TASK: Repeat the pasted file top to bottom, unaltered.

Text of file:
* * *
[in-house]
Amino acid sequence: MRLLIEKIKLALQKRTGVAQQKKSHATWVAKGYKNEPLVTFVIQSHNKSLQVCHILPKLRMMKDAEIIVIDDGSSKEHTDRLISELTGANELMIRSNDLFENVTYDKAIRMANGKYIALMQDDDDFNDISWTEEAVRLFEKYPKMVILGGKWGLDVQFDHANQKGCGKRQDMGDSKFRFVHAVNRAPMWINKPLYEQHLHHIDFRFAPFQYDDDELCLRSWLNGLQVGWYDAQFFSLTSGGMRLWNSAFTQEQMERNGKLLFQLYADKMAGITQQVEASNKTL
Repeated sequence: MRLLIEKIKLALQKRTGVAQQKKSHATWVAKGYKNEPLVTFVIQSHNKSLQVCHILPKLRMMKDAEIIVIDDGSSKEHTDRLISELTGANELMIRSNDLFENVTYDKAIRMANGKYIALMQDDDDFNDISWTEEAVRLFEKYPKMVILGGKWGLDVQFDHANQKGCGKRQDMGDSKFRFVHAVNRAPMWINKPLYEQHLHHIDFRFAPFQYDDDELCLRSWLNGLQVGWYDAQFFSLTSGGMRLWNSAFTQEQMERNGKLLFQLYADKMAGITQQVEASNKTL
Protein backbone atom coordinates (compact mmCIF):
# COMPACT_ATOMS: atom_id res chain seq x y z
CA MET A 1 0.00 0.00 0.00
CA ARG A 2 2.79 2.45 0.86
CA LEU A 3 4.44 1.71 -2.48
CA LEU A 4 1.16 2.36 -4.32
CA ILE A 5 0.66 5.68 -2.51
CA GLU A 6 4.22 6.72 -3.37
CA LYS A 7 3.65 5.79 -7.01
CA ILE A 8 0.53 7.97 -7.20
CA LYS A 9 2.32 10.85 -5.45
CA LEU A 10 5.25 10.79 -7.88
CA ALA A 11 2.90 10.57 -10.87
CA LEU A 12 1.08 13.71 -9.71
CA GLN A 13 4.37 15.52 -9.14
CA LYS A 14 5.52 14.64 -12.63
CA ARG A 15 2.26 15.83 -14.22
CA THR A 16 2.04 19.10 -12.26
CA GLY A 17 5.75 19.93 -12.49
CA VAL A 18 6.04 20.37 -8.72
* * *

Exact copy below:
[in-house]
Amino acid sequence: MRLLIEKIKLALQKRTGVAQQKKSHATWVAKGYKNEPLVTFVIQSHNKSLQVCHILPKLRMMKDAEIIVIDDGSSKEHTDRLISELTGANELMIRSNDLFENVTYDKAIRMANGKYIALMQDDDDFNDISWTEEAVRLFEKYPKMVILGGKWGLDVQFDHANQKGCGKRQDMGDSKFRFVHAVNRAPMWINKPLYEQHLHHIDFRFAPFQYDDDELCLRSWLNGLQVGWYDAQFFSLTSGGMRLWNSAFTQEQMERNGKLLFQLYADKMAGITQQVEASNKTL
Repeated sequence: MRLLIEKIKLALQKRTGVAQQKKSHATWVAKGYKNEPLVTFVIQSHNKSLQVCHILPKLRMMKDAEIIVIDDGSSKEHTDRLISELTGANELMIRSNDLFENVTYDKAIRMANGKYIALMQDDDDFNDISWTEEAVRLFEKYPKMVILGGKWGLDVQFDHANQKGCGKRQDMGDSKFRFVHAVNRAPMWINKPLYEQHLHHIDFRFAPFQYDDDELCLRSWLNGLQVGWYDAQFFSLTSGGMRLWNSAFTQEQMERNGKLLFQLYADKMAGITQQVEASNKTL
Protein backbone atom coordinates (compact mmCIF):
# COMPACT_ATOMS: atom_id res chain seq x y z
CA MET A 1 0.00 0.00 0.00
CA ARG A 2 2.79 2.45 0.86
CA LEU A 3 4.44 1.71 -2.48
CA LEU A 4 1.16 2.36 -4.32
CA ILE A 5 0.66 5.68 -2.51
CA GLU A 6 4.22 6.72 -3.37
CA LYS A 7 3.65 5.79 -7.01
CA ILE A 8 0.53 7.97 -7.20
CA LYS A 9 2.32 10.85 -5.45
CA LEU A 10 5.25 10.79 -7.88
CA ALA A 11 2.90 10.57 -10.87
CA LEU A 12 1.08 13.71 -9.71
CA GLN A 13 4.37 15.52 -9.14
CA LYS A 14 5.52 14.64 -12.63
CA ARG A 15 2.26 15.83 -14.22
CA THR A 16 2.04 19.10 -12.26
CA GLY A 17 5.75 19.93 -12.49
CA VAL A 18 6.04 20.37 -8.72